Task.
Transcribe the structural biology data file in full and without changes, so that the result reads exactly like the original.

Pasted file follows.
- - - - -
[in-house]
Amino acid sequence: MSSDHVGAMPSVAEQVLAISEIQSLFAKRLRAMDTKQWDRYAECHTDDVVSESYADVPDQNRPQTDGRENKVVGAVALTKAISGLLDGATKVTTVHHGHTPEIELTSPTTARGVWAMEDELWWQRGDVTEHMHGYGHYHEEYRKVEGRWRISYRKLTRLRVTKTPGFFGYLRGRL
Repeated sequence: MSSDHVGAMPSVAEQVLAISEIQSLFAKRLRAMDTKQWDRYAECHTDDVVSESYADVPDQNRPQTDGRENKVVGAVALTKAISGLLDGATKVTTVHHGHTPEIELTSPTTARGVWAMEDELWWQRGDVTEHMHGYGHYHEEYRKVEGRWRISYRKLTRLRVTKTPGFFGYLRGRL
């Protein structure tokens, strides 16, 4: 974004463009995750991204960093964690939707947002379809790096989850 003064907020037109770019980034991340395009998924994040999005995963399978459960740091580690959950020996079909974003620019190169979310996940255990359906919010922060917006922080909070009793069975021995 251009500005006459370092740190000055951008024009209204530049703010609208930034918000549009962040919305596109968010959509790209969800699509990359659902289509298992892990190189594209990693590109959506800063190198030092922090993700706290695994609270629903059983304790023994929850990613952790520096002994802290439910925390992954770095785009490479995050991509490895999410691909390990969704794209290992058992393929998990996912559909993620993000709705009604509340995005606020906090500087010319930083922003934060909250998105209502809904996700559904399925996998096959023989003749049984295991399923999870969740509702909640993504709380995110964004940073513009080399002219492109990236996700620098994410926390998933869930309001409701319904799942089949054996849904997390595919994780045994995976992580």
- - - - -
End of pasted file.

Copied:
[in-house]
Amino acid sequence: MSSDHVGAMPSVAEQVLAISEIQSLFAKRLRAMDTKQWDRYAECHTDDVVSESYADVPDQNRPQTDGRENKVVGAVALTKAISGLLDGATKVTTVHHGHTPEIELTSPTTARGVWAMEDELWWQRGDVTEHMHGYGHYHEEYRKVEGRWRISYRKLTRLRVTKTPGFFGYLRGRL
Repeated sequence: MSSDHVGAMPSVAEQVLAISEIQSLFAKRLRAMDTKQWDRYAECHTDDVVSESYADVPDQNRPQTDGRENKVVGAVALTKAISGLLDGATKVTTVHHGHTPEIELTSPTTARGVWAMEDELWWQRGDVTEHMHGYGHYHEEYRKVEGRWRISYRKLTRLRVTKTPGFFGYLRGRL
């Protein structure tokens, strides 16, 4: 974004463009995750991204960093964690939707947002379809790096989850 003064907020037109770019980034991340395009998924994040999005995963399978459960740091580690959950020996079909974003620019190169979310996940255990359906919010922060917006922080909070009793069975021995 251009500005006459370092740190000055951008024009209204530049703010609208930034918000549009962040919305596109968010959509790209969800699509990359659902289509298992892990190189594209990693590109959506800063190198030092922090993700706290695994609270629903059983304790023994929850990613952790520096002994802290439910925390992954770095785009490479995050991509490895999410691909390990969704794209290992058992393929998990996912559909993620993000709705009604509340995005606020906090500087010319930083922003934060909250998105209502809904996700559904399925996998096959023989003749049984295991399923999870969740509702909640993504709380995110964004940073513009080399002219492109990236996700620098994410926390998933869930309001409701319904799942089949054996849904997390595919994780045994995976992580």